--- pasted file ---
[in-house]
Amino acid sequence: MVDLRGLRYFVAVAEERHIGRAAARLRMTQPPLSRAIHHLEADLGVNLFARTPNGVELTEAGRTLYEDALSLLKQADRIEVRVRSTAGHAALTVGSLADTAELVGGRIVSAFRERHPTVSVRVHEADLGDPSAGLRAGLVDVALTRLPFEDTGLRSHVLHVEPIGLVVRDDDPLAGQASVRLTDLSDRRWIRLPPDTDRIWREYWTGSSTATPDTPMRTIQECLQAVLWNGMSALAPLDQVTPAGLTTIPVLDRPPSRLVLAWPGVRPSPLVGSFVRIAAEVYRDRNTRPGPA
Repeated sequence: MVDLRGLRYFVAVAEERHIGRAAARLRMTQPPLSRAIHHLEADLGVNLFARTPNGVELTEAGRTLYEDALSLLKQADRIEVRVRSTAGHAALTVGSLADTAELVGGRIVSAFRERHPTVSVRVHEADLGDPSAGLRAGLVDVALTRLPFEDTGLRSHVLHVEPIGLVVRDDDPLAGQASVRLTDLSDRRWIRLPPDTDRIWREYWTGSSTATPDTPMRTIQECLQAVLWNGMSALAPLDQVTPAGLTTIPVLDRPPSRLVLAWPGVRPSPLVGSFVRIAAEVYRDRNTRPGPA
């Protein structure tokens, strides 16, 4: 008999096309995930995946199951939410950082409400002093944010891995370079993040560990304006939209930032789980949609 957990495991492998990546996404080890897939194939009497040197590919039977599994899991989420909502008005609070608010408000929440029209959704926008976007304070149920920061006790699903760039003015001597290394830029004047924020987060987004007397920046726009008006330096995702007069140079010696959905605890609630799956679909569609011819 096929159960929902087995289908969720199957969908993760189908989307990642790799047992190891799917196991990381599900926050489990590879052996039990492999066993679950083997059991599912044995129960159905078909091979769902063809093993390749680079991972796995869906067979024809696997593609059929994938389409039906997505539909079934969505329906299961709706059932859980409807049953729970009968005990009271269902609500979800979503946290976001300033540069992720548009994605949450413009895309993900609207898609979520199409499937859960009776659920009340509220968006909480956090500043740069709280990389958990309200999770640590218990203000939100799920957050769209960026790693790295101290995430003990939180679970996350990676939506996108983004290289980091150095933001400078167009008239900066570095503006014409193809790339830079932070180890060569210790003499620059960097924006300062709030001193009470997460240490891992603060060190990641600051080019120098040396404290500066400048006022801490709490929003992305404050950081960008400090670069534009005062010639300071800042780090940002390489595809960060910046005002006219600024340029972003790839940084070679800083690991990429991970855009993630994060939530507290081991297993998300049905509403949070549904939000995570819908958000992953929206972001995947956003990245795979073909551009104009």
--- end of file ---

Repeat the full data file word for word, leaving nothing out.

[in-house]
Amino acid sequence: MVDLRGLRYFVAVAEERHIGRAAARLRMTQPPLSRAIHHLEADLGVNLFARTPNGVELTEAGRTLYEDALSLLKQADRIEVRVRSTAGHAALTVGSLADTAELVGGRIVSAFRERHPTVSVRVHEADLGDPSAGLRAGLVDVALTRLPFEDTGLRSHVLHVEPIGLVVRDDDPLAGQASVRLTDLSDRRWIRLPPDTDRIWREYWTGSSTATPDTPMRTIQECLQAVLWNGMSALAPLDQVTPAGLTTIPVLDRPPSRLVLAWPGVRPSPLVGSFVRIAAEVYRDRNTRPGPA
Repeated sequence: MVDLRGLRYFVAVAEERHIGRAAARLRMTQPPLSRAIHHLEADLGVNLFARTPNGVELTEAGRTLYEDALSLLKQADRIEVRVRSTAGHAALTVGSLADTAELVGGRIVSAFRERHPTVSVRVHEADLGDPSAGLRAGLVDVALTRLPFEDTGLRSHVLHVEPIGLVVRDDDPLAGQASVRLTDLSDRRWIRLPPDTDRIWREYWTGSSTATPDTPMRTIQECLQAVLWNGMSALAPLDQVTPAGLTTIPVLDRPPSRLVLAWPGVRPSPLVGSFVRIAAEVYRDRNTRPGPA
């Protein structure tokens, strides 16, 4: 008999096309995930995946199951939410950082409400002093944010891995370079993040560990304006939209930032789980949609 957990495991492998990546996404080890897939194939009497040197590919039977599994899991989420909502008005609070608010408000929440029209959704926008976007304070149920920061006790699903760039003015001597290394830029004047924020987060987004007397920046726009008006330096995702007069140079010696959905605890609630799956679909569609011819 096929159960929902087995289908969720199957969908993760189908989307990642790799047992190891799917196991990381599900926050489990590879052996039990492999066993679950083997059991599912044995129960159905078909091979769902063809093993390749680079991972796995869906067979024809696997593609059929994938389409039906997505539909079934969505329906299961709706059932859980409807049953729970009968005990009271269902609500979800979503946290976001300033540069992720548009994605949450413009895309993900609207898609979520199409499937859960009776659920009340509220968006909480956090500043740069709280990389958990309200999770640590218990203000939100799920957050769209960026790693790295101290995430003990939180679970996350990676939506996108983004290289980091150095933001400078167009008239900066570095503006014409193809790339830079932070180890060569210790003499620059960097924006300062709030001193009470997460240490891992603060060190990641600051080019120098040396404290500066400048006022801490709490929003992305404050950081960008400090670069534009005062010639300071800042780090940002390489595809960060910046005002006219600024340029972003790839940084070679800083690991990429991970855009993630994060939530507290081991297993998300049905509403949070549904939000995570819908958000992953929206972001995947956003990245795979073909551009104009």